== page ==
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When I was a young kid I was really interested in genetics.
Well I didn't really understand genetics.
I kind of thought that when two organisms had a
baby, the baby was just this blend of the two.
Yeah that's a misconception.
But I really saw genetics in action with my guppies.
Guppies are very easy freshwater fish to keep in an aquarium, but they have
two things that I think are especially cool.
They have live birth which means there are no eggs like many
other fish, and second, they have a lot of babies.
They also eat their babies, but I don't think that's especially cool so as you
can see, it's not part of my cool fact list.
Anyway when my surviving baby Guppies grew up they would have all
kinds of cool traits.
These traits were carried by their DNA, their genetic
material, which is found in their body cells.
But sometimes I would forget which mother was the mother of the baby guppy, because
there were several mother fish in the tank, and I wanted to keep track of
inheritance in my guppy notebook.
So what would have been very cool to have at
that time?
Some biotechnology!
Biotechnology is the merge of biology and tech, and it's constantly changing!
It includes topics such as PCR, cloning, and
genetic engineering.
It's also an awesome field.
We're gonna talk about one of the bio technologies that could have, well
potentially, helped me determine the genetic relationships of my guppies... if
you know as a young kid I had access to it.
Although it's becoming way more common in classrooms now.
And that biotechnology is gel electrophoresis!
Gel electrophoresis can be used to separate molecules
based on how big they are (their size) and it's especially useful with
DNA.
Let's look at DNA real quick.
So here is a guppy cell.
Here's the nucleus in the guppy cell.
Here's the DNA in the nucleus of the guppy cell, and if you were
to zoom into the DNA, here is a nucleotide which is a building block of DNA.
See those phosphates in the nucleotides?
They're a bit negative.
Well they contribute a negative charge anyway to the DNA.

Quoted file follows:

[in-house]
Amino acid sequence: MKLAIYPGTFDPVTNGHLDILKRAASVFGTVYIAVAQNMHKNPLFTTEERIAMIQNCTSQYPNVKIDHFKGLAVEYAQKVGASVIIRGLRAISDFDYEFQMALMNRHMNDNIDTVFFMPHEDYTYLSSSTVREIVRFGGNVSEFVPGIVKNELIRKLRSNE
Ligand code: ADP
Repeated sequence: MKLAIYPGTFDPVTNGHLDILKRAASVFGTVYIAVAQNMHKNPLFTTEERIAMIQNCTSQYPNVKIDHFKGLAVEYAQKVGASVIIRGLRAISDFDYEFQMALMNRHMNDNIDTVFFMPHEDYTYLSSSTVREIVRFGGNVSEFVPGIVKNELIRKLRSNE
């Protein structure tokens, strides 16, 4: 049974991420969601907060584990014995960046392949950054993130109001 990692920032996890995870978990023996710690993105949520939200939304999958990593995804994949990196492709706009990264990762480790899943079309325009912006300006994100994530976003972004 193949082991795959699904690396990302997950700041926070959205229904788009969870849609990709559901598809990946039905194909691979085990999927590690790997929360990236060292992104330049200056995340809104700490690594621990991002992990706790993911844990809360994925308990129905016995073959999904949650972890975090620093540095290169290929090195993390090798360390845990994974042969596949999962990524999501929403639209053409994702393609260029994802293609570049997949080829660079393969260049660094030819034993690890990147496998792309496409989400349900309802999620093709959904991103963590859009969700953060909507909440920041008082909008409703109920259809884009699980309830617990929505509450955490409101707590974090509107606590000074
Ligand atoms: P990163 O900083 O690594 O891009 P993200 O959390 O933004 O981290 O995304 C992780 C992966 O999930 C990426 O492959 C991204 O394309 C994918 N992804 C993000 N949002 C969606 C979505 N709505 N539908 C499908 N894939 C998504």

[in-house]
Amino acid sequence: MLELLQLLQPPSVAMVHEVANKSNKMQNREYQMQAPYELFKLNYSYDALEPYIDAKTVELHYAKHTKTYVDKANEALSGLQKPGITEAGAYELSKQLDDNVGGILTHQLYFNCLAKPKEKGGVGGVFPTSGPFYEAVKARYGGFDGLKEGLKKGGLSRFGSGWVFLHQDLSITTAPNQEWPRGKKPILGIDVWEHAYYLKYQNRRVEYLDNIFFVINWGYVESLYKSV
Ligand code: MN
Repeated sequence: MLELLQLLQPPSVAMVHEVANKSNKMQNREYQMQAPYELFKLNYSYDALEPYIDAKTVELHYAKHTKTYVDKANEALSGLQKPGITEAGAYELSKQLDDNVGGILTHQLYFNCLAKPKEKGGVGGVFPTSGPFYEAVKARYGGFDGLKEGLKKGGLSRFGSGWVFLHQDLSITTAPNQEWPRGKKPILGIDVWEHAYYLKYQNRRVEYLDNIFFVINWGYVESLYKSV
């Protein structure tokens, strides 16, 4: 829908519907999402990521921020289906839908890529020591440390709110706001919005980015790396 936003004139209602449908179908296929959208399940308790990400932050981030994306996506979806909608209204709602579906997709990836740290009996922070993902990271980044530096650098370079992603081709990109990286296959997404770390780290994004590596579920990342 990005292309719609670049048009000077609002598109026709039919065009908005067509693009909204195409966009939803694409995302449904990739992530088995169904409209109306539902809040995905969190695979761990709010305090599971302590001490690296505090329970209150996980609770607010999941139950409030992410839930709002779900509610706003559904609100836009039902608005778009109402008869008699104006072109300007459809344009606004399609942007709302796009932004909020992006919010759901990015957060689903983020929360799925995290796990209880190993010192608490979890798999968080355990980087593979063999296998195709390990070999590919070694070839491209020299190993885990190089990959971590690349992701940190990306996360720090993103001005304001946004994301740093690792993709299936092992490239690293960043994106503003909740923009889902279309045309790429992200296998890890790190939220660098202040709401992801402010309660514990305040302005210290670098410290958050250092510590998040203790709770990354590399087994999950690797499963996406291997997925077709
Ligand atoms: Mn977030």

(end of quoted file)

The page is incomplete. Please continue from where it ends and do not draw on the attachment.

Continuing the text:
So if we look at this whole DNA here it gives that DNA a negative charge.
That's a big deal, because gel electrophoresis which again separates molecules
based on size relies on the fact that DNA molecules have a negative charge.
Okay, here's a gel electrophoresis machine.
The point of the machine is to be able to have an electrical charge
running through a gel so here's the gel typically made of agarose.
Agarose is a polysaccharide polymer, which if you remember
from our biomolecule video, polysaccharides are carbohydrates.
Yeah, usually agarose comes from seaweed.
The agarose gel itself lets the DNA molecules
travel within it.
One end of the gel has these holes called wells.
The wells are where the DNA is placed into The area of the gel where the wells are is
negatively charged, and the area of the gel here is positively charged.
So guess where the DNA will travel towards?
Well since it's negatively charged, it's going to travel to the positive side.
So typically when you're analyzing DNA in electrophoresis
you use these restriction enzymes to cut the DNA up into
tiny pieces.
Restriction enzymes have the ability to cut up DNA in very specific
areas, often related to the specific DNA bases, making restriction enzymes
very useful in biotechnology.
So if I had baby guppy DNA and adult mother guppy
DNA, and I want to compare them, then I would want to use the same types of
restriction enzymes in both DNA samples.
If I used the same type of restriction enzyme, it should be cutting the DNA at the